Thursday, December 11, 2008
Portraits and interiors
Sweet and bitter images at SPSCC
Published in the Weekly Volcano, Dec. 11, 2008
Pictured: "Woman with pearl necklace," charcoal, collage and acrylic by Gail Ramsey Wharton.
Two very different women artists fill the art gallery at South Puget Sound Community College with images of many more women — plus a couple of boats and families and urban life.
Gail Ramsey Wharton does fascinating acrylic, collage and charcoal portraits and interiors that seem to be a strange marriage of 16th-century Dutch painting and Romare Bearden collages. Lining one wall of the gallery are a dozen Wharton interiors, each of which has a single figure (a woman) in a room with various items ranging from ironing boards to rabbits. Everything is black and white except for one item in each picture that is in color.
Examples: "Ponder" depicts, in shades of gray, a woman standing in an archway. On a back wall is a portrait with a bright blue background, the touch of blue being the only color in the picture. "Swan" pictures a woman holding a swan — again, in black and white. But she has red stripes on one sleeve of her dress and similar red stripes on her collar. In "Carrot," another black and white picture, a woman stands on a table and holds a carrot that is carrot orange. And then there’s one with big, bright red lips and yet another with a green chair. There are many surrealistic details in these pictures that are easily overlooked because of the startling use of limited color; yet, nothing seems out of place. It’s "Alice in Wonderland" meets Max Ernst.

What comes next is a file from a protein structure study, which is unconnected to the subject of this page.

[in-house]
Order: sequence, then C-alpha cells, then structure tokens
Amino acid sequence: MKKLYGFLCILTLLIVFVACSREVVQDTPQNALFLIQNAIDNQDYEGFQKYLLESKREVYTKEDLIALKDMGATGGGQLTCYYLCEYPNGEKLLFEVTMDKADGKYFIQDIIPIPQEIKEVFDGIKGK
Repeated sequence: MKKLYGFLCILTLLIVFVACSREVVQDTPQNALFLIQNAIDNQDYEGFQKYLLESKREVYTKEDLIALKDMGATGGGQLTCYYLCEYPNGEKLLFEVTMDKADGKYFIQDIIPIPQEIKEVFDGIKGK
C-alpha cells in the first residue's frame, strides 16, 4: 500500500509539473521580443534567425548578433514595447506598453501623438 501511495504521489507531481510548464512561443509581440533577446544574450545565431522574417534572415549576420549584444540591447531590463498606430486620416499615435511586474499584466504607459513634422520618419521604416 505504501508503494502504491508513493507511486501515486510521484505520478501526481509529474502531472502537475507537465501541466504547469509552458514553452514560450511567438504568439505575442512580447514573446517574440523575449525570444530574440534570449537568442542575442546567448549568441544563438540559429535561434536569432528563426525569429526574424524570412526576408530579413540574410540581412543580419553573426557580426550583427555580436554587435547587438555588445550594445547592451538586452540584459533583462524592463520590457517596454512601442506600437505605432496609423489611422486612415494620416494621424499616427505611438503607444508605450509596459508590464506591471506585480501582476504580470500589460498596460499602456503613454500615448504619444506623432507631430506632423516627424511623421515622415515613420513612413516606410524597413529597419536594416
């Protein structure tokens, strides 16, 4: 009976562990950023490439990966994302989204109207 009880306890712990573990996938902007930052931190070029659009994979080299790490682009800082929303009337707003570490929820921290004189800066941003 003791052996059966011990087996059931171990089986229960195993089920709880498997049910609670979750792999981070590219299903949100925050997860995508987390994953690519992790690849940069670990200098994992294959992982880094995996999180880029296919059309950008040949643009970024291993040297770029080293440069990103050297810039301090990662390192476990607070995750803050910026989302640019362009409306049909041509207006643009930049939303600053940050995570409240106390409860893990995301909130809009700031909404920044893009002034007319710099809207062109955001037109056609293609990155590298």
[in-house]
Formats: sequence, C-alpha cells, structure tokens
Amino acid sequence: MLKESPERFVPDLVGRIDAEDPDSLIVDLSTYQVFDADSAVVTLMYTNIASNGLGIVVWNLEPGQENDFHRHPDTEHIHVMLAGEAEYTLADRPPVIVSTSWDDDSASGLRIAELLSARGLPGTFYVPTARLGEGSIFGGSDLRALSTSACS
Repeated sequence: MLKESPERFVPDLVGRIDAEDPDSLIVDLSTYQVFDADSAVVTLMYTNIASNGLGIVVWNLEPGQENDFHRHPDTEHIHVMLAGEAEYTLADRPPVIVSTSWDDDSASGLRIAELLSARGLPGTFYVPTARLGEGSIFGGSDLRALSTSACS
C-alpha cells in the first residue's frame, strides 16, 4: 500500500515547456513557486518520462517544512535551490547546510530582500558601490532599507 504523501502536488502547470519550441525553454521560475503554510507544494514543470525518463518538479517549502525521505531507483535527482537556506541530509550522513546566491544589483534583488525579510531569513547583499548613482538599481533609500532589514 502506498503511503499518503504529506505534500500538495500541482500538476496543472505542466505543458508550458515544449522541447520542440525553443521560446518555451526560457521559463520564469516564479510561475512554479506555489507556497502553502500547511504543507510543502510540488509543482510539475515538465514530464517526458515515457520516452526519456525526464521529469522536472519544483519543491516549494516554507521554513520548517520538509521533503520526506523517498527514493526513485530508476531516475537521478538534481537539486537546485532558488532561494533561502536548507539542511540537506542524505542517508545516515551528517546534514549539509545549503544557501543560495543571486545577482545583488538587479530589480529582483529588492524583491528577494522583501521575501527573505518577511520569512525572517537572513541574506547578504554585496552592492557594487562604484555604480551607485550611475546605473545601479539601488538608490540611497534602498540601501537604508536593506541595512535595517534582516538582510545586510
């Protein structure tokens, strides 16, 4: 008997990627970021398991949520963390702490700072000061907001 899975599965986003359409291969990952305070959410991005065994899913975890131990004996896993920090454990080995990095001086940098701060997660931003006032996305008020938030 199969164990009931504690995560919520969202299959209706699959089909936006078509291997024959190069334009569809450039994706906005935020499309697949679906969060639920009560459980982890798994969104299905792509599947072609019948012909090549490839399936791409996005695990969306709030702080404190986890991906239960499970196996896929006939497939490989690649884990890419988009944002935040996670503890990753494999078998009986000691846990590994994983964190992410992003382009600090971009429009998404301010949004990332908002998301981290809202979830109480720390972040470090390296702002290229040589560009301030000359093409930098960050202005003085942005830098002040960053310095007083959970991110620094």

On the opposite wall is a suite of portraits by Wharton with odd distortions of facial features. They look just real enough to be unsettling. Collaged eyes and noses are mismatched — too large or too small or out of balance. The woman in "Woman with Cherry" has a large nose as seen in profile, but her face is pictured in three-quarter view. Very much like some Picasso portraits. And the disturbing image in "Woman with Blue Hands" is a woman with one eye much larger than the other and puppet hands, blue of course, with wooden sticks for arms.
The intriguing thing about her figures is the balance she strikes between realism and surrealism. They are eerie, verging on horrific. And the tortured, crumpled, rubbed, and scratched surfaces enliven the images.
Suzana Bulatovic’s acrylic and oil paintings are not as strong as Wharton’s portraits. A few are excellent, but a lot of them are too sweet for my taste. Some of her paintings are very loose and energetic while others — mostly the whole back wall — are too tightly controlled, almost as if colored in, and look too much like illustrations. The exceptions are the two largest paintings in this group. One in particular, called "Studio," is an excellent kind of 21st-century update of Impressionism. A woman in a bright pink dress sits by a window in an artist’s studio. Behind her are the accouterments of a typical studio, complete with sculpture bust and a large pot, all painted in a semi-Cubist manner. The things that make this painting work are the sunny color, the energy of the brushstrokes, and the way figure and background lock together on the surface. The same elements can be seen in two little acrylic paintings called "In a Red Dress" and "Return" at the front of the gallery.
Two other Bulatovic paintings that work well are "Rainy Day" and "Yellow Gloves." "Rainy Day" is a moody little painting with three silhouetted black figures in the rain holding colorful umbrellas. The soft and subtle colors in this one are lovely and jewel-like. "Yellow Gloves" pictures a woman who is severely cropped in the manner of a Toulouse Lautrec poster.
I wish Bulatovic had more works like these little jewels and fewer of the more contrived works that fill the back wall. All in all, it’s an impressive show.
[Kenneth J. Minnaert Center, Suzana Bulatovic and Gail Ramsey Wharton, noon to 5 p.m. Tuesday through Saturday, through Dec. 27, South Puget Sound Community College]